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Mariel Zagunis, the most decorated U.S. fencer in history, is going to a fifth Olympics at age 35 — and her first since giving birth to daughter Sunday Noelle in October 2017.

Zagunis, who owns four combined individual Olympic and world sabre titles, qualified after a satisfying weekend of competition in Athens, site of her Olympic debut and breakthrough gold medal in 2004.

On Saturday, she won a World Cup event for the first time since Jan. 29, 2016 and since becoming a mom. Zagunis dominated, ceding fewer than 10 touches in all six of her bouts and winning half of them by 15-6 or better.

Then on Sunday, the U.S. clinched qualification for the Olympic sabre team event. That meant three U.S. women were guaranteed individual spots in Tokyo. Zagunis has enough U.S. ranking points to secure one of those spots well before a late April deadline.

Zagunis is in line to become the oldest U.S. Olympic fencer since 1996. The U.S. fencing record of six Olympic appearances is shared by Norman Cohn-Armitage and Jan York-Romary, according to Olympedia and the OlyMADMen.

Four U.S. fencers previously qualified for the Tokyo Games — Lee KieferEli DershwitzAlexander Massialas and Gerek Meinhardt — with plenty more to come in the next two months.

Zagunis, one of two U.S. fencers to win an Olympic gold medal, was unsure about continuing for another cycle after being eliminated in the round of 16 in Rio. Four months later, she committed to a Tokyo 2020 run.

“I’m not fulfilled,” Zagunis, the 2012 U.S. Olympic Opening Ceremony flag bearer, said in December 2016, according to the Portland Tribune. “That’s part of who I am. I always want to keep going. I always want to do more. It’s a blessing and a curse to feel dissatisfied with not winning all the time.”

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MORE: List of U.S. athletes qualified for Tokyo Olympics

Lee Kiefer, first fencer to qualify for U.S. Olympic team, eyes another first in Tokyo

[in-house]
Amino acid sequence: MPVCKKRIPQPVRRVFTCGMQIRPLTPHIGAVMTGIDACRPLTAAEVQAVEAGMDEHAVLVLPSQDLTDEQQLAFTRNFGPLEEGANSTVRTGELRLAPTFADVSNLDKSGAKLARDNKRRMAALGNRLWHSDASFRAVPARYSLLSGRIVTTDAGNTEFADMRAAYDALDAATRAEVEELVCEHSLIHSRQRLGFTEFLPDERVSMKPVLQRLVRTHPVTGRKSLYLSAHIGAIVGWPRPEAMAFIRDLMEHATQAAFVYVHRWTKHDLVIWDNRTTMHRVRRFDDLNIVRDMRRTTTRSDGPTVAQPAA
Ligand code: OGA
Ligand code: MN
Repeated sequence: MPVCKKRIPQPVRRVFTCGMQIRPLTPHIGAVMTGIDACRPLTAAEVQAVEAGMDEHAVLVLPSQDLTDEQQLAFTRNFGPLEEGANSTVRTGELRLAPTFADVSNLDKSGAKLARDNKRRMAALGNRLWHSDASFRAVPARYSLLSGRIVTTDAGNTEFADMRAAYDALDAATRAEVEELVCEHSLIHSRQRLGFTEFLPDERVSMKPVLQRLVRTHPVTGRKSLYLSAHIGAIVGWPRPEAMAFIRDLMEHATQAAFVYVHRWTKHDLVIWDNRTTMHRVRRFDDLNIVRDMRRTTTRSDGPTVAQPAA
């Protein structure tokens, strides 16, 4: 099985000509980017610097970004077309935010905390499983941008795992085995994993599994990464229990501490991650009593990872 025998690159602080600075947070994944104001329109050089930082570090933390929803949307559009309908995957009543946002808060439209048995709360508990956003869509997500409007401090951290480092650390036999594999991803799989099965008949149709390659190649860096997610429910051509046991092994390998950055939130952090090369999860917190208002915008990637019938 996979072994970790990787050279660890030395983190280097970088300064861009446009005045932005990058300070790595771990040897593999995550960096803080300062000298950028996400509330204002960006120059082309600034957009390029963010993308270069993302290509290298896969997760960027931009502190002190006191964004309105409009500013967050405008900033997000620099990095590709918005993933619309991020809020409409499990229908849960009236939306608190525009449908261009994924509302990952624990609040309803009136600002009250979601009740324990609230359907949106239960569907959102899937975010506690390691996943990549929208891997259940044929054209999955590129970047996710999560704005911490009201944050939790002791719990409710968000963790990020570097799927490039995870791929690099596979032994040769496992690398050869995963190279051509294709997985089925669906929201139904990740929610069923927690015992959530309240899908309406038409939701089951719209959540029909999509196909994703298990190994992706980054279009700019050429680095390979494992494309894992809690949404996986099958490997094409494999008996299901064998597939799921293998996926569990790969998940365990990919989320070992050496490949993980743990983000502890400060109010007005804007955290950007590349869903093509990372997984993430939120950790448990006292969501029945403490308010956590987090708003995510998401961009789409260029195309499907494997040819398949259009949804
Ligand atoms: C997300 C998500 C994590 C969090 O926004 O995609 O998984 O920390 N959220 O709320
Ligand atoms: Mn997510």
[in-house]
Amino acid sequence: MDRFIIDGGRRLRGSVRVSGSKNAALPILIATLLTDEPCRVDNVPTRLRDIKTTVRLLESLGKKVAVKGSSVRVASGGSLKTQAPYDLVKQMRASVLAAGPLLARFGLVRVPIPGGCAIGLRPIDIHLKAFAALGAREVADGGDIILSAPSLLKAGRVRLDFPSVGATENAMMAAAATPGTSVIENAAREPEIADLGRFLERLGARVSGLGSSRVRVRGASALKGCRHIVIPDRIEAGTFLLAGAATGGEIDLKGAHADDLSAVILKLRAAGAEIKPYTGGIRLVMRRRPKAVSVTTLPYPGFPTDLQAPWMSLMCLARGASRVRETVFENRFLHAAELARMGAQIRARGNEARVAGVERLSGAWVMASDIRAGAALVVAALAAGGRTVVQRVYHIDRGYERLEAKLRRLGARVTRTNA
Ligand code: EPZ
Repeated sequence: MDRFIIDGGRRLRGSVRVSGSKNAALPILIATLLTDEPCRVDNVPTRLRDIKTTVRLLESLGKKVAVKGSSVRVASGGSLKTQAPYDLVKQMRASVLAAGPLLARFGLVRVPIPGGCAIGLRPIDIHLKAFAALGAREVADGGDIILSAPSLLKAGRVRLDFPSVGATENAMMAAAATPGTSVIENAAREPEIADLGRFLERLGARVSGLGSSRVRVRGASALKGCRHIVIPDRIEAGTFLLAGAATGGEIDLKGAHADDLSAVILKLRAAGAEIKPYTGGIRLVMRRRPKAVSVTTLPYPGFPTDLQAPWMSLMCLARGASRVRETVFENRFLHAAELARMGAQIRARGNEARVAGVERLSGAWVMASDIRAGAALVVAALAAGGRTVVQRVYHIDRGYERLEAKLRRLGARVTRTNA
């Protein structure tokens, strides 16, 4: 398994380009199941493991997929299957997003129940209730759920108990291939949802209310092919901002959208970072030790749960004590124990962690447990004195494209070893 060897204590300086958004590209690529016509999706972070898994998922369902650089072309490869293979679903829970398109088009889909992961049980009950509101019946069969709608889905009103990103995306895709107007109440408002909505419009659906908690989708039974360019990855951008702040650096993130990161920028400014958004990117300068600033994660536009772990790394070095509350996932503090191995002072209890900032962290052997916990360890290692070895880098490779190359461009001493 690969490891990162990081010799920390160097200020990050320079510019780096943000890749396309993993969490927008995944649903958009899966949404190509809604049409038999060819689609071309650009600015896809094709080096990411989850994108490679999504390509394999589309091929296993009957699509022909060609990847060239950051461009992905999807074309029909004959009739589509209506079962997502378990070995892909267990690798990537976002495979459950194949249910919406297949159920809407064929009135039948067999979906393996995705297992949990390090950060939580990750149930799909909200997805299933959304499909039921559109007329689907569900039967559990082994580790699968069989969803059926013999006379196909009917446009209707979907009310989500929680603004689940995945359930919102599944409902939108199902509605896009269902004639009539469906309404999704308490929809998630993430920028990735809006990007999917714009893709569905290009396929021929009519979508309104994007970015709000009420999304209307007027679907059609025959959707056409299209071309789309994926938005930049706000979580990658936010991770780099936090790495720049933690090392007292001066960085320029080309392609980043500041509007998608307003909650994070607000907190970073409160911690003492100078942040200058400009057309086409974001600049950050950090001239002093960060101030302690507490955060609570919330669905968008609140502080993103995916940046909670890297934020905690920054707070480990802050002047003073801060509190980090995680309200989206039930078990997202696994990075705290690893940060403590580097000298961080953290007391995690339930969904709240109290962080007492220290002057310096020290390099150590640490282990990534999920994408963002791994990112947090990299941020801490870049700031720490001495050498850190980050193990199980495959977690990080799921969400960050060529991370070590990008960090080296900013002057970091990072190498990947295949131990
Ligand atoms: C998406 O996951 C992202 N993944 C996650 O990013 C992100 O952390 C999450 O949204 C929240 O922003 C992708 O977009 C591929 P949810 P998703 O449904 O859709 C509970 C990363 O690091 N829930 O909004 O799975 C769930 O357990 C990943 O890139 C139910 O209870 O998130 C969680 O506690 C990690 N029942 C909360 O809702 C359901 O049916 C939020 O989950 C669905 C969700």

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If Lee Kiefer is going to become the first U.S. woman to earn an individual foil medal at the Olympics, she’s off to a strong start this year.

Kiefer became the first U.S. fencer to qualify for the Tokyo Olympic team as No. 1 in the national team standings, according to the U.S. Olympic & Paralympic Committee.

Kiefer, 25, will go to her third Olympics. She reached the quarterfinals at London 2012 and the round of 16 at Rio 2016. Since, Kiefer made the quarterfinals of the last two world championships.

She’s been the top U.S. woman in foil for the last decade, a fixture in the top five of the world rankings for the last five years and became the first American to be ranked No. 1 in 2017.

But no U.S. woman has stood on an individual Olympic podium in foil, despite it being the longest-running women’s fencing event at the Games (since 1924). The U.S. earned a team foil silver at Beijing 2008 and made the podium of the last three world championships.

Kiefer married fellow Olympic fencer Gerek Meinhardt last year and is on leave from medical school at the University of Kentucky for the Olympic year. The wedding was at Keeneland, a famous horse-racing track in Lexington.

Other contenders to make the U.S. foil team include Olympic veterans Nicole Ross and Nzingha Prescod.

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MORE: List of U.S. athletes qualified for Tokyo Olympics